Chronological History of the American Civil War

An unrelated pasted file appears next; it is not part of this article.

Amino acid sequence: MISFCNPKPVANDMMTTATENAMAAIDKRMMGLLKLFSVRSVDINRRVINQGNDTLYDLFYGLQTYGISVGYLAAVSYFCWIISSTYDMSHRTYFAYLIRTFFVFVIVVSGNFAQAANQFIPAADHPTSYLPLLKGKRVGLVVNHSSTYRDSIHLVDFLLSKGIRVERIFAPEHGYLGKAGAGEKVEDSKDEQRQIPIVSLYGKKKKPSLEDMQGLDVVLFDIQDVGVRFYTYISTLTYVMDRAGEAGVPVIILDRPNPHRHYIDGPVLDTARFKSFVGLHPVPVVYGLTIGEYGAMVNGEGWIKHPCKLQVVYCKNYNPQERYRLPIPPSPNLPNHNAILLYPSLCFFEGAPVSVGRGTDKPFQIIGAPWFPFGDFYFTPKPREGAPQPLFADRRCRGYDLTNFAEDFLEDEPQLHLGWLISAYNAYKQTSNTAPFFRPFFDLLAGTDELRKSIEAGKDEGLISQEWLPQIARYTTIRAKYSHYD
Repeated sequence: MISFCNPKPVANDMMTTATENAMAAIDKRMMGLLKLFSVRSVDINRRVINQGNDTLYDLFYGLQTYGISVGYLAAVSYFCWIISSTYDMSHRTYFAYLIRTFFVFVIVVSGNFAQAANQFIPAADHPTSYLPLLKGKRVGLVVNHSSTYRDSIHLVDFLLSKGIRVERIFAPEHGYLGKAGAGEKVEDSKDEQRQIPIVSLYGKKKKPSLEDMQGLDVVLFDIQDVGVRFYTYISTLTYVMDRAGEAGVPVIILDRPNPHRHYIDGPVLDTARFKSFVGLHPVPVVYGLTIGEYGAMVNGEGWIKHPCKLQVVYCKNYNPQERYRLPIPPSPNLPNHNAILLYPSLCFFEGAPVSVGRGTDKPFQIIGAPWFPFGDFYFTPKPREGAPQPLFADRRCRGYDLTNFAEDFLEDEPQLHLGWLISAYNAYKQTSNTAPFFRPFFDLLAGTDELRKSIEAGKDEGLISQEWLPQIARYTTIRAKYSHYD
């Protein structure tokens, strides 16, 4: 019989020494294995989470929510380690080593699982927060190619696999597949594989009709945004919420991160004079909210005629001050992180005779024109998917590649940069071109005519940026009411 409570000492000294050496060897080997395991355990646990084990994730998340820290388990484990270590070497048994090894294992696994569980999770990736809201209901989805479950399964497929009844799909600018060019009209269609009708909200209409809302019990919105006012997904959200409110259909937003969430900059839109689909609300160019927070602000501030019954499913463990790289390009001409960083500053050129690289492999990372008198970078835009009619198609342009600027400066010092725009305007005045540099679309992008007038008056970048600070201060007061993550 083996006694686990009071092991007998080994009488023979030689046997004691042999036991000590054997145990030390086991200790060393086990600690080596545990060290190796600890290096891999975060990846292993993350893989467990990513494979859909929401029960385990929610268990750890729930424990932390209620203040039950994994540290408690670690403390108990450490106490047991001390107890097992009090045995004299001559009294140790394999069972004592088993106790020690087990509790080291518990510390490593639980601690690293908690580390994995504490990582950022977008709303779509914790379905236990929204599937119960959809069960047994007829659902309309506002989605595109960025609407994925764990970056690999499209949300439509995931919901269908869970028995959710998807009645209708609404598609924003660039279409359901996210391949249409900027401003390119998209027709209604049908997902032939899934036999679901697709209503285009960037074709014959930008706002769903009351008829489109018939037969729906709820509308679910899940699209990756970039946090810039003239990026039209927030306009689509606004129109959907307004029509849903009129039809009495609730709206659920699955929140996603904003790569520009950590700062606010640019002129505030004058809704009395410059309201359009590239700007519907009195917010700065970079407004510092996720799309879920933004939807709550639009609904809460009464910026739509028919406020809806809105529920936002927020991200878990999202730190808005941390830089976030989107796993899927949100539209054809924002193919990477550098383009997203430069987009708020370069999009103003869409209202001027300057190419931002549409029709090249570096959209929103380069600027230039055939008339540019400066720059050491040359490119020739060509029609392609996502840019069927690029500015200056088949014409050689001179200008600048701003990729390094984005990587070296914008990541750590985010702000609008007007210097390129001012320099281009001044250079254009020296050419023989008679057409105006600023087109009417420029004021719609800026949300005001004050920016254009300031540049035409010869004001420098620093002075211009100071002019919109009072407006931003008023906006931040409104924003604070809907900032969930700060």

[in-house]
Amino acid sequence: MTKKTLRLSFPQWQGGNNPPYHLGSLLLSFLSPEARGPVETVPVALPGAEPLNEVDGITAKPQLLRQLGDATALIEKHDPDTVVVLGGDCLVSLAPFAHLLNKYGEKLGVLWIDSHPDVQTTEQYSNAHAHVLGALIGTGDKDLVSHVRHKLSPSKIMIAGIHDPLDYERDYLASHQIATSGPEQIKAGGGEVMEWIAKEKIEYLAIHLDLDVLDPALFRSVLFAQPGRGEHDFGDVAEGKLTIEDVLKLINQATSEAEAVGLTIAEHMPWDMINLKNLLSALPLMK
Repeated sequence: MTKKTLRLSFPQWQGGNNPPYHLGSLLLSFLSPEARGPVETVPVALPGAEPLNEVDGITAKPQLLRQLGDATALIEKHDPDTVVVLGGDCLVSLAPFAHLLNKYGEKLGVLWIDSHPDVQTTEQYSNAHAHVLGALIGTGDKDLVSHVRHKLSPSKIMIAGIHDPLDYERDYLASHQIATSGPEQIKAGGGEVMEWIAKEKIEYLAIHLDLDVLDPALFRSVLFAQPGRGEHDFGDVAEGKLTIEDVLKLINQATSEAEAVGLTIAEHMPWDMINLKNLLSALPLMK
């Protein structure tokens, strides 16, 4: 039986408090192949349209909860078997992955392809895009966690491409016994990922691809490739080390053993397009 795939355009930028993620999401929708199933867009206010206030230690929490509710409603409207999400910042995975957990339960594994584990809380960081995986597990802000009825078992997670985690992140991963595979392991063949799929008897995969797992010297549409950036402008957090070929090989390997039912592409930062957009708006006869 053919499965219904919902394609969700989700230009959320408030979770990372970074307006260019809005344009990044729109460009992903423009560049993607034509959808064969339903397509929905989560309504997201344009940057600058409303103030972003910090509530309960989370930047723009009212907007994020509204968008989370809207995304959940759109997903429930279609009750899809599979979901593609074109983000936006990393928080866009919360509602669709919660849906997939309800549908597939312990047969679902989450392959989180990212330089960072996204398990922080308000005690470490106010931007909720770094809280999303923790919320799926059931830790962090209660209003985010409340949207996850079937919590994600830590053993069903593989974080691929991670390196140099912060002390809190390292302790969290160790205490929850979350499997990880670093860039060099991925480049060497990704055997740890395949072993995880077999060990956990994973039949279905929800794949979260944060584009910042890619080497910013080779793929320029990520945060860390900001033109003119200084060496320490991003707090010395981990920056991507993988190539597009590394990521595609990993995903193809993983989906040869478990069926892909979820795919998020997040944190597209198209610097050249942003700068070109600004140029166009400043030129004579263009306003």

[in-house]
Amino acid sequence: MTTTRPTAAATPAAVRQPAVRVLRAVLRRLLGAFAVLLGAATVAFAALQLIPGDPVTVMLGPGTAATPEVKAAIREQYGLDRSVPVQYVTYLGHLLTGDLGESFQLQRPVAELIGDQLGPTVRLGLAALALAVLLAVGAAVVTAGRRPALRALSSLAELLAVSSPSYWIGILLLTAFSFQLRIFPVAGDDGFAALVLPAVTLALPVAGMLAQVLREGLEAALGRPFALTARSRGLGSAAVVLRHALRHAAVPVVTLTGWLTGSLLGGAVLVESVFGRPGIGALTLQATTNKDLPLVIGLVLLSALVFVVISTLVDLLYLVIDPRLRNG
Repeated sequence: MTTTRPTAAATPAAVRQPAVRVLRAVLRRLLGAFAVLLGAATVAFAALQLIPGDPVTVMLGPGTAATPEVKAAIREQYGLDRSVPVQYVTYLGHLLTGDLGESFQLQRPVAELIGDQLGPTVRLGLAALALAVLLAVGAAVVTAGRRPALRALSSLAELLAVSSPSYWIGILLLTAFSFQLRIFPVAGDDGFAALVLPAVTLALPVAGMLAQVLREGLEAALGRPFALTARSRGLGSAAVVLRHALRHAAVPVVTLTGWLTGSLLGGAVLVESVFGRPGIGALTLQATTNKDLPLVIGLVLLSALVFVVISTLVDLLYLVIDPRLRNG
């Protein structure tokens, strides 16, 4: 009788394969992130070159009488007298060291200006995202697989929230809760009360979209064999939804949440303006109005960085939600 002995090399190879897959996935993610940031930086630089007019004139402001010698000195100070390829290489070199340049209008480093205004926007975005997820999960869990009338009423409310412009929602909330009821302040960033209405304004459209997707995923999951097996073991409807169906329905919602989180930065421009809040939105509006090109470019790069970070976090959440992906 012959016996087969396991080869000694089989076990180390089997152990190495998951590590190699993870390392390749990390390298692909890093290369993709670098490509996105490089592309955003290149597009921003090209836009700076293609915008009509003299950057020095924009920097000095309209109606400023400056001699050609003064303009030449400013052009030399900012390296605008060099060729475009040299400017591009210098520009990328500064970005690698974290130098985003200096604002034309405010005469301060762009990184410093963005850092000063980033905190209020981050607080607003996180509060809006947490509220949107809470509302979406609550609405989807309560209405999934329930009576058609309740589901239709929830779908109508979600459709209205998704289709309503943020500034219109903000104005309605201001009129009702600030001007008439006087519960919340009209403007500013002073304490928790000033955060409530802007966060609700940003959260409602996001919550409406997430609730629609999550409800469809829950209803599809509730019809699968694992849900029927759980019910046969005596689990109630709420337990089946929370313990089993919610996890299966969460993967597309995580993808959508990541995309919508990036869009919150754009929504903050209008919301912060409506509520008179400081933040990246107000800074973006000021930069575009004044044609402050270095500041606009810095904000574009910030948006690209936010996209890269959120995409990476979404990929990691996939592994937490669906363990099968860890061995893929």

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Tuesday, March 8, 1864 : The Willard Hotel in Washington was the classiest place in town, and almost turned away Major General Grant (U.S.) and his young son, until the clerk noticed the signature in the register. President Lincoln invites Grant to the White House, but neglected to tell him that this was the night of the weekly Open House, when the “best people” of the town would attend, and Grant not stopping to change into dress uniform arrives - as is. Rather scruffy- looking and being so short compared to Linclon, that Lincoln asks him to stand on a sofa in the East Room. He wanted everyone could get a look at him. Grant did, but he was mortified. In Madison County, in West Tennessee, Col Fielding Hurst’s (U.S.) men arrest and kill Private Alex Vale of Company H Newsome’s 18th (CSA). Wednesday, March 9, 1864 : The rank of lieutenant general had not been in use in the U.S. Army in some time. In fact, the only man in American history to have held the distinction, had been George Washington, and the rank retired with him. Today, a ceremony was declared in Washington with President Lincoln, and the entire Cabinet in attendance. Ulysses Simpson “Sam” Grant is awarded this commission of "Lieutenant General". In West Tennessee, Col. Fielding Hurst (U.S.) captures and brutally murdered Lieutenant Willis Dodds. Dodds was an officer in Co. F., Newsome's 18th Cavalry (CSA), and had returned home on furlough. Most of the men in the 18th were either relatives, or neighbors and young Willis Dodds was bright, brave and a favorite among the troops. A dispatch of General Forrest reads, “Pvt. Silas Hodges . . . states that he saw the body of Lt. Dodds very soon after his murder, and that it was horribly mutilated, the face having been skinned, the nose cut off, the under jaw disjointed, the privates cut off, and the body otherwise barbarously lacerated and most want only injured, and that his death, was brought about by the most inhuman process of torture." Confederate spy, Belle Edmondson, writes, “Mrs. Dupre arrived from Dixie, sent Helen two letters by me. I was so much disappointed that I did not get one. I expect my friends will all forget me now, that I cannot run to Memphis and bring what they want.” (she fears that she will be arrested for spying on site) Thursday, March 10, 1864 : When asked about conditions, General Nathan Bedford Forrest (CSA) writes: “Hurst is still reported in West Tennessee, and a portion of Jackson and Brownsville have been burned by his men. From Tupelo to Purdy, the country has been laid waste, and unless some effort is made by the Mobile & Ohio RR or the Government, the people are bound to suffer for food. They have been, by the enemy and roving bands of stories, stripped of everything.” Forrest also asked that higher command deliver his reports on the atrocities committed by Hurst to the newspapers . . . “such conduct should be made known to the world.” The Red River Campaign in Louisiana, begins as Major General Nathaniel P. Banks (U.S.) begins to concentrate troops at New Orleans, for a drive into the heartland of the Confederacy. The Union hoped to capture everything along the Red River in Louisiana, and continue into Texas. Lieutenant General, Grant (U.S.) didn’t hang around Washington for his next title, “Commander of the Armies of the United States” as he was now in Virginia, with General Meade (U.S.) making his next plans. Friday, March 11, 1864 : As soon as General Sherman (U.S.) heard of Grant’s promotion, he wrote him a letter. In it, Sherman strongly recommended, that Grant keeps his headquarters in the field and stay as far away from Washington as possible, to avoid “meddling” by Lincoln and other politicians. This was, in fact, precisely what Grant wound up doing. In Sheffield, England, disaster strikes as a newly built dam breaks. The claims for damages formed one of the largest insurance claims of the Victorian period, and it will be ranked as the 20th deadliest floods in history, worldwide.

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